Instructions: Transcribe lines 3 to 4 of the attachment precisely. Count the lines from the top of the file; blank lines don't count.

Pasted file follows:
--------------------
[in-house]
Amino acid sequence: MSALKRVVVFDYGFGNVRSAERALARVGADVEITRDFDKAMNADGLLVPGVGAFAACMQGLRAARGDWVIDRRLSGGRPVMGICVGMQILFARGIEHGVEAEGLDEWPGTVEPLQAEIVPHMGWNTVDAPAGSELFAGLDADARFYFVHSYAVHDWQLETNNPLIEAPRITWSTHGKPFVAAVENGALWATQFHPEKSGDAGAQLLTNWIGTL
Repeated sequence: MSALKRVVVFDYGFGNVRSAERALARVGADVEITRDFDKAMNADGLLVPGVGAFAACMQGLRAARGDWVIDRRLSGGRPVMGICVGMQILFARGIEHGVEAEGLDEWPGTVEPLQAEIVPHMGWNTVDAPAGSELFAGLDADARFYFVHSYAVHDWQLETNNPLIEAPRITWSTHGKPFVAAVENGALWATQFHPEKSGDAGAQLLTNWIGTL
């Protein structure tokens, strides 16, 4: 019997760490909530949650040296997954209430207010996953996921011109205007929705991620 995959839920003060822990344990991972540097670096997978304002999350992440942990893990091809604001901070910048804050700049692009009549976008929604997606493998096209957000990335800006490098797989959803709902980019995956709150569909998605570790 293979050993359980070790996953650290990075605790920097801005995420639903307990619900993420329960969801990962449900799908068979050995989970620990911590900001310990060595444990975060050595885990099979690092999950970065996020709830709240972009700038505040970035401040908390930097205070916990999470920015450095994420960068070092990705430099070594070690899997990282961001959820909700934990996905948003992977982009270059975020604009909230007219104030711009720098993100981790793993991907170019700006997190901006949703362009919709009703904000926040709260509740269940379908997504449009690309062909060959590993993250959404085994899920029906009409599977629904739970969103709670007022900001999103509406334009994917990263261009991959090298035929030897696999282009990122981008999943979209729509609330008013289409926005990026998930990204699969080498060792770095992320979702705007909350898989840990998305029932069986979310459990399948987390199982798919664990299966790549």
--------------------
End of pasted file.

Repeated sequence: MSALKRVVVFDYGFGNVRSAERALARVGADVEITRDFDKAMNADGLLVPGVGAFAACMQGLRAARGDWVIDRRLSGGRPVMGICVGMQILFARGIEHGVEAEGLDEWPGTVEPLQAEIVPHMGWNTVDAPAGSELFAGLDADARFYFVHSYAVHDWQLETNNPLIEAPRITWSTHGKPFVAAVENGALWATQFHPEKSGDAGAQLLTNWIGTL
């Protein structure tokens, strides 16, 4: 019997760490909530949650040296997954209430207010996953996921011109205007929705991620 995959839920003060822990344990991972540097670096997978304002999350992440942990893990091809604001901070910048804050700049692009009549976008929604997606493998096209957000990335800006490098797989959803709902980019995956709150569909998605570790 293979050993359980070790996953650290990075605790920097801005995420639903307990619900993420329960969801990962449900799908068979050995989970620990911590900001310990060595444990975060050595885990099979690092999950970065996020709830709240972009700038505040970035401040908390930097205070916990999470920015450095994420960068070092990705430099070594070690899997990282961001959820909700934990996905948003992977982009270059975020604009909230007219104030711009720098993100981790793993991907170019700006997190901006949703362009919709009703904000926040709260509740269940379908997504449009690309062909060959590993993250959404085994899920029906009409599977629904739970969103709670007022900001999103509406334009994917990263261009991959090298035929030897696999282009990122981008999943979209729509609330008013289409926005990026998930990204699969080498060792770095992320979702705007909350898989840990998305029932069986979310459990399948987390199982798919664990299966790549």